My friend Lisa pointed me to an article online about Twittering in church. Another online discussion I observed recently discussed whether using an online site for the Daily Office (my favorite is at Mission St. Clare) was really prayer.
These two stories share a common kernel, which seems to me to be: What is the role of technology in the life of faith?
I'm less concerned about whether Twittering is "appropriate" in church than I am about whether Twittering in church promotes or blocks community. I watched the Inaugural Events through Facebook's CNN link - and was able to live chat about what I was seeing with my friends who were online. So, despite the fact that I was alone in my office in Berlin, I was connected, virtually, with friends from around the country and from various walks of my life. That was the ultimate technology promoting community. But, Twittering in church might not do the same thing. It seems like Twittering in church might do the opposite. Rather than interacting with one another, we might start interacting with the technology.
Online sites for prayer seem to be an entirely different animal. If I am praying the Daily Office, chances are I am doing it on my own. I'm either alone in my office, or alone in my car (using my iPod and a podcast of the daily office - which, I realize, is yet another technological adaptation!) or alone in my living room. What I appreciate about the online sites is that they gather all of the things I need for praying the Daily Office in one spot. Rather than needing a bible, and a book of the saints of the day, and a prayerbook, everything is right there. I can enter into a prayerful attitude just as easily using a computer screen as I can using a book. And, the computer keeps me from having to flip around from book to book to book.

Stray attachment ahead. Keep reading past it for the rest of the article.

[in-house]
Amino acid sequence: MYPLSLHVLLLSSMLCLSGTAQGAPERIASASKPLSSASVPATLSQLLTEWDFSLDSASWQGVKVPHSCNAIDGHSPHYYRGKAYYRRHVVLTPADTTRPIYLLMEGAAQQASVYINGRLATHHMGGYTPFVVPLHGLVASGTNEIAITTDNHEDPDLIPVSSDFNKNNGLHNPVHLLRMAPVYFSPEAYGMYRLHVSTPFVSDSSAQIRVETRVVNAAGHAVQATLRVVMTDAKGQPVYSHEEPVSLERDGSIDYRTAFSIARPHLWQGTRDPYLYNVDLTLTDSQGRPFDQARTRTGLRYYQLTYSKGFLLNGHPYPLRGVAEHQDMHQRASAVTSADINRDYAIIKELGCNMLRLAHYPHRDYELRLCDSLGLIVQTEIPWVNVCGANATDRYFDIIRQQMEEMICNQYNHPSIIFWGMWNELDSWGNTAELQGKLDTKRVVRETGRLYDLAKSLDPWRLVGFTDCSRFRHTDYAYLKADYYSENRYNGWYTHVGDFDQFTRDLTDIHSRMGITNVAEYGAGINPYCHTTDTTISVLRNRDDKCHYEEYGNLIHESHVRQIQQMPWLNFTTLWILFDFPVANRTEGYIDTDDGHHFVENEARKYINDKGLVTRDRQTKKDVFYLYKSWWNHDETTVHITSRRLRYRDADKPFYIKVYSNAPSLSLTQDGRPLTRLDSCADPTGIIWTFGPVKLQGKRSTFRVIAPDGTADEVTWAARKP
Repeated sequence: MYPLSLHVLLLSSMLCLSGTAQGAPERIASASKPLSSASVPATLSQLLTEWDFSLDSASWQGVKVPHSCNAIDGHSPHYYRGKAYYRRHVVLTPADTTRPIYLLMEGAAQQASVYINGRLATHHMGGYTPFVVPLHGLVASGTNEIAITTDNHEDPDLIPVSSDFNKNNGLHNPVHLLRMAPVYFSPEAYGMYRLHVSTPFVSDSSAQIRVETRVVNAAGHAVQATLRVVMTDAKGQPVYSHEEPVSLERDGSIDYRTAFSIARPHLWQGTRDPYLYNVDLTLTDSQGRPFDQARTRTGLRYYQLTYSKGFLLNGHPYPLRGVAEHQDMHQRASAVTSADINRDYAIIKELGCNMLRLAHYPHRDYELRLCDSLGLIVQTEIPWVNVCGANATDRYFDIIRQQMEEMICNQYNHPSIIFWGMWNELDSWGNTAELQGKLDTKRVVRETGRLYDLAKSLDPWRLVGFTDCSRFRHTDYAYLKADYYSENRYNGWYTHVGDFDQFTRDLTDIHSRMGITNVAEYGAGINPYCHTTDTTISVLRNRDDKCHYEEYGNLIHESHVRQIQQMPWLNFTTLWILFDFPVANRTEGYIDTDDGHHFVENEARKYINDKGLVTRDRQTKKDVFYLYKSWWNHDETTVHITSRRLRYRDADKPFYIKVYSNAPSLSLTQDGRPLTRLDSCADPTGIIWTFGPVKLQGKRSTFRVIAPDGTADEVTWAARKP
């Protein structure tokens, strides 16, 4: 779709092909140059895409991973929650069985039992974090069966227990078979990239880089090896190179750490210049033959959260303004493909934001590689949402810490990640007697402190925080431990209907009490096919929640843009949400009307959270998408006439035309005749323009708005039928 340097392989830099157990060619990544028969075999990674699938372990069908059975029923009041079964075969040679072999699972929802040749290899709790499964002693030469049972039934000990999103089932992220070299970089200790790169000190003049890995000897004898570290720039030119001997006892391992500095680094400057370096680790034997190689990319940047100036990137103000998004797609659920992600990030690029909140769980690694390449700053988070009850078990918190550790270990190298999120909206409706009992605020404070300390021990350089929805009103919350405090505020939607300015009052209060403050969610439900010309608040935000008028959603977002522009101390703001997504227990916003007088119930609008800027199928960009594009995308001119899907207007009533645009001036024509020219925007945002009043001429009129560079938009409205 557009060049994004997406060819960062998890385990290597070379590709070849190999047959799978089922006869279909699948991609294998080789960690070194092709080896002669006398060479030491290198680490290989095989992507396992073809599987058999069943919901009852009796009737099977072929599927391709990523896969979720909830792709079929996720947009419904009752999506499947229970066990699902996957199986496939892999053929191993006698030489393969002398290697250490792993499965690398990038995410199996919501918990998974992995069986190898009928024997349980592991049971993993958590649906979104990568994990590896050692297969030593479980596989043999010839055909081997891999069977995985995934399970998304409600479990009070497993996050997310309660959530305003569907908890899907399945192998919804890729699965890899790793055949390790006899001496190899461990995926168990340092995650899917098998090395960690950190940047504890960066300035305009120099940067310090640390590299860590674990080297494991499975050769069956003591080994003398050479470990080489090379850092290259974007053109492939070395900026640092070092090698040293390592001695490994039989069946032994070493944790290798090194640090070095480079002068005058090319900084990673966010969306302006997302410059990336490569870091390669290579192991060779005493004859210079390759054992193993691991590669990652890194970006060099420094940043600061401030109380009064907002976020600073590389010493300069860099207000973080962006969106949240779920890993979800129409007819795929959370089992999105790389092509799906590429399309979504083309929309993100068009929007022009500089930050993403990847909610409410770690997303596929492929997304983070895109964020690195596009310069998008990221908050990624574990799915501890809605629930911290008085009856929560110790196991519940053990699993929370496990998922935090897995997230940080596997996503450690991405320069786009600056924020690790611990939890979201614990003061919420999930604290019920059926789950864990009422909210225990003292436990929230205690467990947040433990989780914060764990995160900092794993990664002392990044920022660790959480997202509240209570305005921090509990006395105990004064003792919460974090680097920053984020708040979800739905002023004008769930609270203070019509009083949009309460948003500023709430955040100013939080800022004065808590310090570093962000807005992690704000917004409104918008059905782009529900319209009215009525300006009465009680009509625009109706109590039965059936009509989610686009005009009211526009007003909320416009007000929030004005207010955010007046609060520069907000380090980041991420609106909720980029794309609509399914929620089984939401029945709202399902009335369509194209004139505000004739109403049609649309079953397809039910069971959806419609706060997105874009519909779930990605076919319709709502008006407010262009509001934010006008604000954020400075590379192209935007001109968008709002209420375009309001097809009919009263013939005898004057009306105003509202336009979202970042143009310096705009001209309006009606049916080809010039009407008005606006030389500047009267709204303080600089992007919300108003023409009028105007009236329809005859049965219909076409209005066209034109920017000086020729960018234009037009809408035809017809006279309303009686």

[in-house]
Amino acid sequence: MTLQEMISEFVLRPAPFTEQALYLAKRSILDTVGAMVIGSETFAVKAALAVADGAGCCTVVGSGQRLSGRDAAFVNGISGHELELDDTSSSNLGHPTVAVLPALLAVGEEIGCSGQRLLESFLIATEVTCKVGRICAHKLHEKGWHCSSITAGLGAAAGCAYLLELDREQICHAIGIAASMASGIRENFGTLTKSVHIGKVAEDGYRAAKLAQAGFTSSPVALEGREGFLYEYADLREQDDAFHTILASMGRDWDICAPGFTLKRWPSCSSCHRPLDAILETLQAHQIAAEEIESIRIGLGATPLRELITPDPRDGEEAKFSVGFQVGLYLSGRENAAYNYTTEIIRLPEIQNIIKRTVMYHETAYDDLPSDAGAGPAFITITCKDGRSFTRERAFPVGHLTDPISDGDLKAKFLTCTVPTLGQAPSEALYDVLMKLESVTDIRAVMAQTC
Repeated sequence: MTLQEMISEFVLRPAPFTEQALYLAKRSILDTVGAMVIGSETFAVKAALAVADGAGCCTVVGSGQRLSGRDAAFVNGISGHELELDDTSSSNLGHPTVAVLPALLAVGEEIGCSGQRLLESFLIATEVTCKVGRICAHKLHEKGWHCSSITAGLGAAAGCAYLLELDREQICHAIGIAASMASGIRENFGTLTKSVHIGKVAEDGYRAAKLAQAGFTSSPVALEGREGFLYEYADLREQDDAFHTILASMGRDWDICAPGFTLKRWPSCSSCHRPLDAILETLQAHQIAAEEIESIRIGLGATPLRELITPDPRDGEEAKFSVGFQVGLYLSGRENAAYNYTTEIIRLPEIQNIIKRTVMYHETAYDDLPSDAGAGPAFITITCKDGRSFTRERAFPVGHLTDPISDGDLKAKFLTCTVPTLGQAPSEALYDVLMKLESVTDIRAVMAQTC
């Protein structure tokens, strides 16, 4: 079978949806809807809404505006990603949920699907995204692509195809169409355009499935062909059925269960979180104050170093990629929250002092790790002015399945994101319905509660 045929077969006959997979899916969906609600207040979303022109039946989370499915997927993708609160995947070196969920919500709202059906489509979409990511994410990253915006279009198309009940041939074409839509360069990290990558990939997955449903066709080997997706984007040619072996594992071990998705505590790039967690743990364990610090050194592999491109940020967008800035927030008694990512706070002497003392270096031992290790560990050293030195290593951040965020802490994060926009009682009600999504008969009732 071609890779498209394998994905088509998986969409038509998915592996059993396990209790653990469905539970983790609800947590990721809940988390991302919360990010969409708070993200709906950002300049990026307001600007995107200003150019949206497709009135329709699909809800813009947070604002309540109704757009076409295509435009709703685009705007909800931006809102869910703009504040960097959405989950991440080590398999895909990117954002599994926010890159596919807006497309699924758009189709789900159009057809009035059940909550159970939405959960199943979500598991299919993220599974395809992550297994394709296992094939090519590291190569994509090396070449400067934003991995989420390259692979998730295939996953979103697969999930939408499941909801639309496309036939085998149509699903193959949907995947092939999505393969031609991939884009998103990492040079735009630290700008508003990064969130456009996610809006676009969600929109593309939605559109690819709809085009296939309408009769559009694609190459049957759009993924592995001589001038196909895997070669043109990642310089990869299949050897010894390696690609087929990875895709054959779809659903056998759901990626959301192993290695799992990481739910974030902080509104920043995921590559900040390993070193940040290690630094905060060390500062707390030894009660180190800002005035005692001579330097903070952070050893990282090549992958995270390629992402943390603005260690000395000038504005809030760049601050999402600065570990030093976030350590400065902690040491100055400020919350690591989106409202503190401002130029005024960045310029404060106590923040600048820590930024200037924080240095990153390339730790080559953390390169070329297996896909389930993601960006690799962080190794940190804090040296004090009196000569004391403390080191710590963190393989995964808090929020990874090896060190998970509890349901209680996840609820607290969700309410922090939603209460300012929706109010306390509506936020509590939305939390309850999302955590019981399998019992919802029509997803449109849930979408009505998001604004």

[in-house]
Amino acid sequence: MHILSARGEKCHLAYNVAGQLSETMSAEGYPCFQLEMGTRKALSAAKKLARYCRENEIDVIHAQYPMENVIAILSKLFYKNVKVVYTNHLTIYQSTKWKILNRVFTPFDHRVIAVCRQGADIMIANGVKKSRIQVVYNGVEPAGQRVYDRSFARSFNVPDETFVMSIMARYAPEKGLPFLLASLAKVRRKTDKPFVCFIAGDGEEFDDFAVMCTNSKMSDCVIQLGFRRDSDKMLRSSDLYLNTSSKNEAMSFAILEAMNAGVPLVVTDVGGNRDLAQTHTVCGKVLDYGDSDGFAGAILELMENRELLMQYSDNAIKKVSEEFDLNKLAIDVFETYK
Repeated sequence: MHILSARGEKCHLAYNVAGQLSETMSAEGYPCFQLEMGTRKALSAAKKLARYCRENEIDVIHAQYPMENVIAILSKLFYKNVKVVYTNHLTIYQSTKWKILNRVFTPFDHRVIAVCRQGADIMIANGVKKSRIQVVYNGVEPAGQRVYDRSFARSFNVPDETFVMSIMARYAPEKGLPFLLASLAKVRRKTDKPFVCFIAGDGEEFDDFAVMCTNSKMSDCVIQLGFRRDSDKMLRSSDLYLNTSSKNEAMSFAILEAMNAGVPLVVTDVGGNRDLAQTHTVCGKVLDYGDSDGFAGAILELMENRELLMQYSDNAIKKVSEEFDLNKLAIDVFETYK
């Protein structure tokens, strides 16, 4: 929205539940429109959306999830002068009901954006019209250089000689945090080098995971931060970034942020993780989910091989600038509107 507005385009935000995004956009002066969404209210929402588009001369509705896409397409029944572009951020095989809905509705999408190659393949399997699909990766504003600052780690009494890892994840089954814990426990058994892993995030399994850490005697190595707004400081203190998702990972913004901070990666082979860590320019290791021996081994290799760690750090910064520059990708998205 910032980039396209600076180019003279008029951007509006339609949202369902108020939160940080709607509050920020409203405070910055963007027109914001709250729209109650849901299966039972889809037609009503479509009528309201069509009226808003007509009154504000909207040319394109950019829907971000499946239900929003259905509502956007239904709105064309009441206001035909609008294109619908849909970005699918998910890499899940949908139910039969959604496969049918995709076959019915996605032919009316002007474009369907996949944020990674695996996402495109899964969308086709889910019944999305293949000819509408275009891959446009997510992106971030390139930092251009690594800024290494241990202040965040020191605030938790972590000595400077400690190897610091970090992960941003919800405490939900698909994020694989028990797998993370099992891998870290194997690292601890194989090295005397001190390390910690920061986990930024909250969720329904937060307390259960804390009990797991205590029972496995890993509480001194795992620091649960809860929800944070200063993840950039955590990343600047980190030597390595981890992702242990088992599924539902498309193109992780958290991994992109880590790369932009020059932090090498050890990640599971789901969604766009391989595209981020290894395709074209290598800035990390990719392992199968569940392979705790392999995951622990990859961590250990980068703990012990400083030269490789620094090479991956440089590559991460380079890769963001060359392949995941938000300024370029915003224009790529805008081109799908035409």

What are your thoughts? Can you see technology enhancing community? Enhancing Prayer? Or does it seem as though that's not the case?